The book Atomic Habits, by James Clear, is a book on habits and not philosophy. But to some degree it addresses determinism by discussing that our habits are determined by our environment. However, a key idea of the book is that we can take control of our habits by modifying our environment.

    Great podcast and I look forward to part 2!

  • Godfrey I am going to reread that Sedley article before next week. Have you read that and the new text that he quotes from Epicurus?

  • Here's a little more on the "choice and avoidance" commentary from above:

    Περῐ́ (+ genitive) = "about, concerning, because of"

    αιρέσεων = genitive plural form of αἵρεσῐς

    φῠγών = genitive plural form of φῠγή

    Henry George Liddell, Robert Scott, A Greek-English Lexicon, φυ^γή

    I find it interesting that αιρέσεων can refer to the taking of a town in battle, and φῠγών flight in battle. There's a metaphorical war going on when you make "choices and 'avoidances'" which is why I'm encouraging a more active English word.

    Look at other uses of φῠγή other than Epicurus in LSJ definition 2. "flight or escape from a thing, avoidance of it":

    - Aeschylus, Suppliant Women 395: Chorus: I am determined *to flee to escape* this marriage that offends my soul,...

    - Sophocles, Antigone 364: Chorus: From Death alone he shall procure no escape, but from baffling diseases he has devised *flights.*

    - Sophocles, Oedipus at Colonus 280: Oedipus: But rather consider that they look on the god-fearing man [280] and on the godless, and that never yet has an impious man found *escape.*

    -Euripides, Helen 799: Helen: Here, as a suppliant, I am asking for an *escape* from his bed.

    - also cites Philodemus in P.Herc.1251.11 (peri haireseon kai phygon, i.e., his book of the same title as Epicurus's); opp. δίωξις, Epicur.Sent.25. (see above for comment on δίωξις)

    Here's P.Herc.1251. Column 11 with line numbers:

    [⁦ -ca.?- ⁩]ντελο[⁦ -ca.?- ⁩]

    [⁦ -ca.?- ⁩]ναιτου[⁦ -ca.?- ⁩]

    πα[ ̣ ̣ ̣ ̣ ̣]α καὶ διὰ τοῦτο δ[ῆ-]

    λον [ἔτ]ι τῶν κ̣[α]κοπραγι[ῶν ἐ-]

    5 [κ]είνω[ν] ἔξω κ[ακ]ίστ[ους] εἶν[αι· ὃ]

    [διὰ] τὰ π[ε]ρὶ τῶ[ν] τεττάρω[ν εἰ-]

    [ρ]η̣μέν̣α λέγεται, το[ῦ] τὴ[ν περί-]

    λη̣ψιν τὴν περὶ τῶν κυρι[ωτ]ά̣-

    [τ]ων καὶ τὴν μνήνην π̣[ολ-]

    10 λὰ συμβάλλεσθαι πρ̣ὸς τὰς

    οὔσας αἱρέσεις καὶ φυγὰς οὐ-

    κ̣ ἴσους τιθεμένου, καθάπερ

    ἐξεδέξαντό τινες ἀγροί-

    κως, τῶι τινας ἀναφέρε̣σ-

    15 θαι τῶν αἱρέσεων καὶ φυ̣γῶν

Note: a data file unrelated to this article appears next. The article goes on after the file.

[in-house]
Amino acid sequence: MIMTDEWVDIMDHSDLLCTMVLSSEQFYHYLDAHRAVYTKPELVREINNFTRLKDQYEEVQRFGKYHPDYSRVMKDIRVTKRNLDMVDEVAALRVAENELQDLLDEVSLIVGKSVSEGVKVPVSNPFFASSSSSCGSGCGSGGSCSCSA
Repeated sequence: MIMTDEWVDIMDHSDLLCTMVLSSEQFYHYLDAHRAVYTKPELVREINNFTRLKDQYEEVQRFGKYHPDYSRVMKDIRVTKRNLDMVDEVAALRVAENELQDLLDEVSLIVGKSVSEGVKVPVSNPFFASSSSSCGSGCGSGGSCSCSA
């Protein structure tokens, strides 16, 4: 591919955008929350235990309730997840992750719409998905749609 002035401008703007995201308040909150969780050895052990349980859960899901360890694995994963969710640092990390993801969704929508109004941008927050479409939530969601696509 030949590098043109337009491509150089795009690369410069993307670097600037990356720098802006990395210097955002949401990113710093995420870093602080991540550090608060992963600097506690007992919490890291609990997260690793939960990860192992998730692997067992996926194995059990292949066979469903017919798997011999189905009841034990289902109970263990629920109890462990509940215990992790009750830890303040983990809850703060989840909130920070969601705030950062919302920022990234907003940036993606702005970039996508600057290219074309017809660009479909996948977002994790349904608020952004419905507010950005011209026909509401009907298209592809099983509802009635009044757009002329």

ἐπὶ τὰς περὶ τούτων ἀτα-

    ραξίας, ἀλλὰ τῶι κ[α]τ̣ορθοῦσ-

    θαι μὲν αὐτὰς τοῖς τέλεσι

    τοῖς τῆς φύσεως παραμ̣ε-

    20 τ[ρ]ούντων, πολλὰ δὲ [τ]ῶν

    [ ̣ ̣]τ̣α̣[ ̣ ̣]α̣τ̣α̣ς̣[ ̣ ̣ ̣ ̣ ̣]τ̣[ ̣]εν

    PS. The Epicur.Sent.25 refers to PD25...

    PD25. If at all critical times you do not connect each of your actions to the natural goal of life, but instead turn too soon to some other kind of goal in thinking whether to **avoid or pursue** something, then your thoughts and your actions will not be in harmony.

    εἰ μὴ παρὰ πάντα καιρὸν ἐπανοίσεις ἕκαστον τῶν πραττομένων ἐπὶ τὸ τέλος τῆς φύσεως, ἀλλὰ προκαταστρέψεις εἴτε **φυγὴν εἴτε δίωξιν** ποιούμενος εἰς ἄλλο τι, οὐκ ἔσονταί σοι τοῖς λόγοις αἱ πράξεις ἀκόλουθοι.

    Seems to me a better translation there would be "flee or pursue" or "escape or pursue" not milquetoast "avoid" since δίωξιν is the opposite of φυγὴν.

  • I hope we can do it this coming weekend when Don joins us again, but to repeat I really want to bring out Sedleys point about the logical inconsistencies (I think I recall) being involved in those who argue that knowledge is impossible and those who argue that all things are necessary.

    It seems to me that Sedley goes a long way toward making these clear and if we can do the same then bringing this argument to the forefront would be a big accomplishment toward nailing things down on these issues.

    Along with the point about how emergent bodies can themselves affect the atoms (and therefore illustrate how "free will" can operate) making these points a regular point of discussion would help a lot on many issues.